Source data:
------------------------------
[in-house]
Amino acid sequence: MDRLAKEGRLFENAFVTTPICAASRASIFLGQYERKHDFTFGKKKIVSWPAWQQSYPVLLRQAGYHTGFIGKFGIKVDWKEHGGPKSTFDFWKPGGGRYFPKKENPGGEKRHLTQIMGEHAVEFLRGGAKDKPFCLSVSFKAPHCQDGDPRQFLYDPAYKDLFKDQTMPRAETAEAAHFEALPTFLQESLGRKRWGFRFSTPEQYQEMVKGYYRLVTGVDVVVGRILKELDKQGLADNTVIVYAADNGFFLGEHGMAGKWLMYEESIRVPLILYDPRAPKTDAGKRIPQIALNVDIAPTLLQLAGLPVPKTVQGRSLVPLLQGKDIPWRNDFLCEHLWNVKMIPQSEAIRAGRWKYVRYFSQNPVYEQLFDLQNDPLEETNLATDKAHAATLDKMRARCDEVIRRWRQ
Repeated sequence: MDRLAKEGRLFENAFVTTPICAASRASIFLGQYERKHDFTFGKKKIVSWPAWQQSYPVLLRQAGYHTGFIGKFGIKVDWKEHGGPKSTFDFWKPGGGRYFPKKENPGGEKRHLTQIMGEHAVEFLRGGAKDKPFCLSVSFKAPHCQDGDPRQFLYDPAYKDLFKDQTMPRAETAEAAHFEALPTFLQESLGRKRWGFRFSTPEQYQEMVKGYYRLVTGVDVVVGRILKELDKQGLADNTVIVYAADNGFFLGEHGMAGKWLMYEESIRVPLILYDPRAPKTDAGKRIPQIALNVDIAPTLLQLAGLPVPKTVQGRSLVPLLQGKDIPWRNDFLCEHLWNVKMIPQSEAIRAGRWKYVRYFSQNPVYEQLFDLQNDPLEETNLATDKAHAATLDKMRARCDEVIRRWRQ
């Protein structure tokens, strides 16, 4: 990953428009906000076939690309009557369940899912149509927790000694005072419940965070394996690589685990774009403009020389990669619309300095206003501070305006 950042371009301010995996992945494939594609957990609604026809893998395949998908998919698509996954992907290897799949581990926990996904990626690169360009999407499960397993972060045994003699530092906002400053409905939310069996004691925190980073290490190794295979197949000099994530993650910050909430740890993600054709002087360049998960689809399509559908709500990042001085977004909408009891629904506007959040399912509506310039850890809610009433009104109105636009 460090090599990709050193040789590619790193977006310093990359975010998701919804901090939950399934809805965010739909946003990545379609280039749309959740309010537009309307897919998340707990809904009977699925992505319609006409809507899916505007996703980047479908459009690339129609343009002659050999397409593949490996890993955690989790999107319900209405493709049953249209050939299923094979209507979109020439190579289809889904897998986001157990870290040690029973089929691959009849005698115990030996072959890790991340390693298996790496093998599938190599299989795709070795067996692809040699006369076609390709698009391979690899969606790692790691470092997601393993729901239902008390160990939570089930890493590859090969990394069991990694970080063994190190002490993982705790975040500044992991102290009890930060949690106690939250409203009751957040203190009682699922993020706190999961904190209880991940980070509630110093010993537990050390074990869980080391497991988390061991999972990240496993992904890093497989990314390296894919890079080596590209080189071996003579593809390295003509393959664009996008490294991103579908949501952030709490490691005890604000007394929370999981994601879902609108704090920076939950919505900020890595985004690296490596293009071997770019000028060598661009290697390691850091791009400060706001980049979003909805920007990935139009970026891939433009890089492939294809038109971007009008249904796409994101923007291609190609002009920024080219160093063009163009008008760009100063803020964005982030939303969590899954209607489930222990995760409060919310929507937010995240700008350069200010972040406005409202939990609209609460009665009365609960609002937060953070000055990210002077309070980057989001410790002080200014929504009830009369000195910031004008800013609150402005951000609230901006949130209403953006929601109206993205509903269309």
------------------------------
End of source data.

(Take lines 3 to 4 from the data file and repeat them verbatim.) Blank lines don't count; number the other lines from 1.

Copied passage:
Repeated sequence: MDRLAKEGRLFENAFVTTPICAASRASIFLGQYERKHDFTFGKKKIVSWPAWQQSYPVLLRQAGYHTGFIGKFGIKVDWKEHGGPKSTFDFWKPGGGRYFPKKENPGGEKRHLTQIMGEHAVEFLRGGAKDKPFCLSVSFKAPHCQDGDPRQFLYDPAYKDLFKDQTMPRAETAEAAHFEALPTFLQESLGRKRWGFRFSTPEQYQEMVKGYYRLVTGVDVVVGRILKELDKQGLADNTVIVYAADNGFFLGEHGMAGKWLMYEESIRVPLILYDPRAPKTDAGKRIPQIALNVDIAPTLLQLAGLPVPKTVQGRSLVPLLQGKDIPWRNDFLCEHLWNVKMIPQSEAIRAGRWKYVRYFSQNPVYEQLFDLQNDPLEETNLATDKAHAATLDKMRARCDEVIRRWRQ
């Protein structure tokens, strides 16, 4: 990953428009906000076939690309009557369940899912149509927790000694005072419940965070394996690589685990774009403009020389990669619309300095206003501070305006 950042371009301010995996992945494939594609957990609604026809893998395949998908998919698509996954992907290897799949581990926990996904990626690169360009999407499960397993972060045994003699530092906002400053409905939310069996004691925190980073290490190794295979197949000099994530993650910050909430740890993600054709002087360049998960689809399509559908709500990042001085977004909408009891629904506007959040399912509506310039850890809610009433009104109105636009 460090090599990709050193040789590619790193977006310093990359975010998701919804901090939950399934809805965010739909946003990545379609280039749309959740309010537009309307897919998340707990809904009977699925992505319609006409809507899916505007996703980047479908459009690339129609343009002659050999397409593949490996890993955690989790999107319900209405493709049953249209050939299923094979209507979109020439190579289809889904897998986001157990870290040690029973089929691959009849005698115990030996072959890790991340390693298996790496093998599938190599299989795709070795067996692809040699006369076609390709698009391979690899969606790692790691470092997601393993729901239902008390160990939570089930890493590859090969990394069991990694970080063994190190002490993982705790975040500044992991102290009890930060949690106690939250409203009751957040203190009682699922993020706190999961904190209880991940980070509630110093010993537990050390074990869980080391497991988390061991999972990240496993992904890093497989990314390296894919890079080596590209080189071996003579593809390295003509393959664009996008490294991103579908949501952030709490490691005890604000007394929370999981994601879902609108704090920076939950919505900020890595985004690296490596293009071997770019000028060598661009290697390691850091791009400060706001980049979003909805920007990935139009970026891939433009890089492939294809038109971007009008249904796409994101923007291609190609002009920024080219160093063009163009008008760009100063803020964005982030939303969590899954209607489930222990995760409060919310929507937010995240700008350069200010972040406005409202939990609209609460009665009365609960609002937060953070000055990210002077309070980057989001410790002080200014929504009830009369000195910031004008800013609150402005951000609230901006949130209403953006929601109206993205509903269309």